# Why is strontium(II) ion bigger than krypton atom?

$$\ce{Sr^2+}$$ is exactly the same as $$\ce{Kr}$$, in terms of electrons and orbitals. The only difference between the two, is that $$\ce{Sr^2+}$$ has a couple of extra protons in the nucleus (and probably a couple of extra neutrons too, but these don't influence ionic/atomic size).

Considering the two extra protons in the nucleus of $$\ce{Sr^2+}$$, and the overall 2+ charge on the ion, shouldn't this draw the valence electrons in closer to the nucleus in $$\ce{Sr^2+}$$ in comparison to $$\ce{Kr}$$?

(Krypton size= 88 pm, while Sr2+ is 132 pm.)

• These are different, incomparable kinds of bigness. – Ivan Neretin May 14 at 7:29
• No size data are quoted, making the context of this question difficult to trace. Do tell. – Oscar Lanzi May 14 at 9:38
• References for size data being considered would be very useful as well – Ian Bush May 14 at 11:11
• Incomparable kinds of bigness? I see a textbook problem comparing the radius of an sodium atom to its ion (see Zumdahl & Zumdahl, 9th Edition, Ch. 7, Exercise 109). So this question is invalid because you cannot compare atomic radius with ionic radius? Notwithstanding my last sentence, I need to say that I never saw a question on a standardized test asks me to compare atomic radius with ionic radius. – L. Cang May 14 at 13:47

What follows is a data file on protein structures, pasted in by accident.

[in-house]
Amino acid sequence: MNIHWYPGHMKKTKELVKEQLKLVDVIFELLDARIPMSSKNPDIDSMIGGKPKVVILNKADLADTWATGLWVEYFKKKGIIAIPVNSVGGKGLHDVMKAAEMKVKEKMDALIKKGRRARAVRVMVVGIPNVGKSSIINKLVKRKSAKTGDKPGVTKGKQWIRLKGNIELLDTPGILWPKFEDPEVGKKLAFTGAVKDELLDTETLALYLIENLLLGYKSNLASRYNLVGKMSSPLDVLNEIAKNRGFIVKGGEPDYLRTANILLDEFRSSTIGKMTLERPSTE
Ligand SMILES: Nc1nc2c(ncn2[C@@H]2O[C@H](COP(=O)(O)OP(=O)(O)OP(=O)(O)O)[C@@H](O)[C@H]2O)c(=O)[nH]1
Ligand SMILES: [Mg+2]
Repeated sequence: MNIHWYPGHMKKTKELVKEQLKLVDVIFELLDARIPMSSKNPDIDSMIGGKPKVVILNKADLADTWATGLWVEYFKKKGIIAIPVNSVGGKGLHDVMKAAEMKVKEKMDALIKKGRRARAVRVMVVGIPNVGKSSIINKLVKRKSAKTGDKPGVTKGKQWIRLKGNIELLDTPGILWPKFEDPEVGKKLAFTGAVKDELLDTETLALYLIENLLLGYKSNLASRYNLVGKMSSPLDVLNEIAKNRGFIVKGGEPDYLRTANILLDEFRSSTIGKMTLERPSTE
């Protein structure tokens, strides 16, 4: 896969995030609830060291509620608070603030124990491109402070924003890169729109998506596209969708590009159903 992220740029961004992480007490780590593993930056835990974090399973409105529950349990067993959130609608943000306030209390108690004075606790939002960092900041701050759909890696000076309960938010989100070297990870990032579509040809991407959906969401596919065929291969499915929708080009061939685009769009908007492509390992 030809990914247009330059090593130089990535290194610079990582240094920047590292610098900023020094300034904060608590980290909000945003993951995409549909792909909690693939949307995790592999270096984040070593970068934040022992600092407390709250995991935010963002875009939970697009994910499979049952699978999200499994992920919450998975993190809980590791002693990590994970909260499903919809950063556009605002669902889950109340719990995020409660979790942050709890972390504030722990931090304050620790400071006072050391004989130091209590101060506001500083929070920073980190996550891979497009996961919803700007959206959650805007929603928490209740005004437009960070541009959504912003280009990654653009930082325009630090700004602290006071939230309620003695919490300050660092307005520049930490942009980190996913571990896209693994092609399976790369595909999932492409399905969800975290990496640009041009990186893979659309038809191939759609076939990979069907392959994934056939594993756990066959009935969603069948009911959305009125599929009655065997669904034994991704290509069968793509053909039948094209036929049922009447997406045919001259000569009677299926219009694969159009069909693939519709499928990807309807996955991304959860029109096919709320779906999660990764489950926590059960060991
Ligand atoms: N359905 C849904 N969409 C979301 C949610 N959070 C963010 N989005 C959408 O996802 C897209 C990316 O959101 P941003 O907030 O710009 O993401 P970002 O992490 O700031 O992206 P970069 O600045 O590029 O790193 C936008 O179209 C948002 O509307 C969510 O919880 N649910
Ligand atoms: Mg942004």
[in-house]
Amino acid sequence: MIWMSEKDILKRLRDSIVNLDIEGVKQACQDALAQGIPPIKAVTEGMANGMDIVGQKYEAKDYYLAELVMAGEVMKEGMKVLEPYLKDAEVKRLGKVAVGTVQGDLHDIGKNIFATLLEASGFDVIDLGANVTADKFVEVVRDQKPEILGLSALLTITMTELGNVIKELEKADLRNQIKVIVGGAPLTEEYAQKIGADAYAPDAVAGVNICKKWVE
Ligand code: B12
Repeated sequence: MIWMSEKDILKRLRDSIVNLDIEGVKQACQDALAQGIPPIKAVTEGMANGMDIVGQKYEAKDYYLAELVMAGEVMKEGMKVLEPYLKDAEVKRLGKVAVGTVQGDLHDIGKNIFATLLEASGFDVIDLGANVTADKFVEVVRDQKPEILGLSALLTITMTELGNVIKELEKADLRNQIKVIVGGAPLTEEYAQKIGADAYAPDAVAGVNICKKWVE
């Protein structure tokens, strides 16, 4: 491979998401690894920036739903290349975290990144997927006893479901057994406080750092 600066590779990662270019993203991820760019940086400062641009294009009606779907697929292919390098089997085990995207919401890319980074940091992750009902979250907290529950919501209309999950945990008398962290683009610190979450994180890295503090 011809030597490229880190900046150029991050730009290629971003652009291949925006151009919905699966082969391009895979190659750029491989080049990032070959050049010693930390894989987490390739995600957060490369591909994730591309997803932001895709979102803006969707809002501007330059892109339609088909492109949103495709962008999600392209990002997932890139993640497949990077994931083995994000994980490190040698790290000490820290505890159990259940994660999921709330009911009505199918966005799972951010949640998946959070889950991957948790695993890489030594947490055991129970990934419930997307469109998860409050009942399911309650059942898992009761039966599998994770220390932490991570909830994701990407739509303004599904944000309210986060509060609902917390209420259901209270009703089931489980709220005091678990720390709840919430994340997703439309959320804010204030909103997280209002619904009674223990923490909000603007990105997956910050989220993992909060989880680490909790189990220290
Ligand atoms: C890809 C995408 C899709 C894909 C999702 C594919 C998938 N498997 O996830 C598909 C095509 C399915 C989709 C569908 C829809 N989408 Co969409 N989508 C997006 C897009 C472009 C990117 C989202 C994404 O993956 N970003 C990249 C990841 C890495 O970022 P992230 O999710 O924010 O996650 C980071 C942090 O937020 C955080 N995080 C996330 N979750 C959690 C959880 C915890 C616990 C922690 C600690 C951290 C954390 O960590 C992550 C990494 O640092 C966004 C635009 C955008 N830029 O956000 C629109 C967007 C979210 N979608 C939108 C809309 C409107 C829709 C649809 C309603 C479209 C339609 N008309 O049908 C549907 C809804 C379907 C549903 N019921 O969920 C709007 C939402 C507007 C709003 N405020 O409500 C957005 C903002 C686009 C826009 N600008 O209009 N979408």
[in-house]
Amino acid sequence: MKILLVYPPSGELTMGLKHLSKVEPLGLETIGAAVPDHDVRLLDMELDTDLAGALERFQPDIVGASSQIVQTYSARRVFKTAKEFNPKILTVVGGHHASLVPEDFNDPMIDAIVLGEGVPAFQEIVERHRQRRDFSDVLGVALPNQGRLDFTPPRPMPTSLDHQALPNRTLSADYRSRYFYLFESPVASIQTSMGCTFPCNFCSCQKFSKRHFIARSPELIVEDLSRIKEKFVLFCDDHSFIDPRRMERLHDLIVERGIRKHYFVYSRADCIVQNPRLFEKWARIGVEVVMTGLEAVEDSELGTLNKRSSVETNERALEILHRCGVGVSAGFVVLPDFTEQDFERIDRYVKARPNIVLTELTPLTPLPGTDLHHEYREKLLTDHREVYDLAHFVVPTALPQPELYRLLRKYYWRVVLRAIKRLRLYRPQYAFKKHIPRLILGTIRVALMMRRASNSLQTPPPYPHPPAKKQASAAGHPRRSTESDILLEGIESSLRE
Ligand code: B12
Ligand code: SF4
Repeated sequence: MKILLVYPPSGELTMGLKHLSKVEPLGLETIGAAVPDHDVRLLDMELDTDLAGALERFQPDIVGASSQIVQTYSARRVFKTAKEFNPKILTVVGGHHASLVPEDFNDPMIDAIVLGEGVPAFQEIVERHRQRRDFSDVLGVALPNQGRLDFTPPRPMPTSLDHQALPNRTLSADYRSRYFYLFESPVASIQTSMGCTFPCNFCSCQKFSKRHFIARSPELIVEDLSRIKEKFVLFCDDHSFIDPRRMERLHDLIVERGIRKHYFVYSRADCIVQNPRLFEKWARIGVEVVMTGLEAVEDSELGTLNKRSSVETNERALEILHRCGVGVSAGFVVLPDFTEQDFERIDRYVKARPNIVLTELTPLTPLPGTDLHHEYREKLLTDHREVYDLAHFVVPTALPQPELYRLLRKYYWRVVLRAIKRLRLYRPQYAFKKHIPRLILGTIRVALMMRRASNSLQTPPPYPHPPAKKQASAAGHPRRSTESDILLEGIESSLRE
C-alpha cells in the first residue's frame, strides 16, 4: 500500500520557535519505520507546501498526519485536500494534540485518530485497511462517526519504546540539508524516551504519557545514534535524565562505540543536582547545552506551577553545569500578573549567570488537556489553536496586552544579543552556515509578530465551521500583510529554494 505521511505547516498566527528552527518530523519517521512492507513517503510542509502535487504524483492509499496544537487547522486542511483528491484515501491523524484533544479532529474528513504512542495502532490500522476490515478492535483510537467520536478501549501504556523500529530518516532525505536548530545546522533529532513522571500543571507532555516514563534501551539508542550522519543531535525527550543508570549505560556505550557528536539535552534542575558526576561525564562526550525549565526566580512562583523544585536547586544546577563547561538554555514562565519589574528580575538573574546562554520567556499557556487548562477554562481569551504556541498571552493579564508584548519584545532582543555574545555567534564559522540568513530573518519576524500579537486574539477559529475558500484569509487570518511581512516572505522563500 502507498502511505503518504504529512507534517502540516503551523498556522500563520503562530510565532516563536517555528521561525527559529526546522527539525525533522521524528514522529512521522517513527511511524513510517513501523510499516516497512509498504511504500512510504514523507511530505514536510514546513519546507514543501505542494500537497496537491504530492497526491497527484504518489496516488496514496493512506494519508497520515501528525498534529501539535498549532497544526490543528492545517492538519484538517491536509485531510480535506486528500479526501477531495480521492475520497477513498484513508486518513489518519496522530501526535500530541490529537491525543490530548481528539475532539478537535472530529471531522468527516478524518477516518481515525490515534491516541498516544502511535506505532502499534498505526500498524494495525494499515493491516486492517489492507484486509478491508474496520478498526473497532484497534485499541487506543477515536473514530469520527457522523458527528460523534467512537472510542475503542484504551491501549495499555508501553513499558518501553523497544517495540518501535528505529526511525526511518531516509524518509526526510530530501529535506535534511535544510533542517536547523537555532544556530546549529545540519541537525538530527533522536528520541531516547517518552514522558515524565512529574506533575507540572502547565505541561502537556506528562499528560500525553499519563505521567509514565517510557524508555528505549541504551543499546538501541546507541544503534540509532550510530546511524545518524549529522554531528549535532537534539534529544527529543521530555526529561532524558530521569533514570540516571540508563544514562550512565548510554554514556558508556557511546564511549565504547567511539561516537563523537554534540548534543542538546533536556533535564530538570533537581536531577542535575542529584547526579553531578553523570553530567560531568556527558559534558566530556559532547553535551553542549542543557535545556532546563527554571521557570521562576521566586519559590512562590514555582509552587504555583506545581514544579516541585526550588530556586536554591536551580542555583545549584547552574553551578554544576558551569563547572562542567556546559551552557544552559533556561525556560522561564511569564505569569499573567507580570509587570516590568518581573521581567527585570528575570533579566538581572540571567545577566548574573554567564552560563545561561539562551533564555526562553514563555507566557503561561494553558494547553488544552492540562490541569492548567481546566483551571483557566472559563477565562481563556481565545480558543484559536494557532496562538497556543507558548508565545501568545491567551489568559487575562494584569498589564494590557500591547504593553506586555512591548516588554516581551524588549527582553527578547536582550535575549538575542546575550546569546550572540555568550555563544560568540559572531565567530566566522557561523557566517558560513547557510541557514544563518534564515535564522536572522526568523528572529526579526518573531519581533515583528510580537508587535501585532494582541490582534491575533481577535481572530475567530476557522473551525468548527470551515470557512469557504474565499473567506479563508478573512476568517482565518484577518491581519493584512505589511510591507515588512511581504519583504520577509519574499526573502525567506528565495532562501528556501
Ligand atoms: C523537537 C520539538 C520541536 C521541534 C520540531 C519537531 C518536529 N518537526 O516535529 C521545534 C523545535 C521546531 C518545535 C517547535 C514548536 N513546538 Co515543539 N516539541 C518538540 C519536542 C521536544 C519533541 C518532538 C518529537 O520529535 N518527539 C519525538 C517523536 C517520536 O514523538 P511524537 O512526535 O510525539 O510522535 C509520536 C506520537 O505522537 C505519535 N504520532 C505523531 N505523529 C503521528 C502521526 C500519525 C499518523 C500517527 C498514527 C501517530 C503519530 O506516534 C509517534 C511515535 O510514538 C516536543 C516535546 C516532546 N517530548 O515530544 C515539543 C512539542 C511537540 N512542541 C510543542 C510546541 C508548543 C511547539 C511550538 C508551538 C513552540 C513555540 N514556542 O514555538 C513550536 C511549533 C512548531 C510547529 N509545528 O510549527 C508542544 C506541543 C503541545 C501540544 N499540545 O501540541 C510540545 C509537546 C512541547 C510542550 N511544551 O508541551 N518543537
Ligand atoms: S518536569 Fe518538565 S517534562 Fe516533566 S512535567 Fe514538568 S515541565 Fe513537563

• Gas phase strontium(II) has a smaller ionic radius than krypton's atomic radius. The thing is that in a crystal lattice it isn't quite the same as in the gas phase. – Buck Thorn May 15 at 12:01

According to Ptable and LumenLearning, $$\ce{Kr}$$ has an atomic radius of 88 pm, while $$\ce{Sr^2+}$$ has an atomic radius of 132 pm. Although it is true that $$\ce{Kr}$$ and $$\ce{Sr^2+}$$ have the same electron orbital configuration and $$\ce{Sr^2+}$$ has two more protons than $$\ce{Kr}$$, $$\ce{Sr^2+}$$'s greater nuclear attraction is likely countered by the nature of metal ions being more willingly to lose electrons, which implies the electrons are more loosely held by the nucleus than the noble gas $$\ce{Kr}$$.
Another reason I conjecture is that $$\ce{Sr^2+}$$ has unfilled 5s orbitals to readily accept promoted electrons, while $$\ce{Kr}$$'s electrons have less tendency to fill the 5s orbitals because the property of being a noble gas.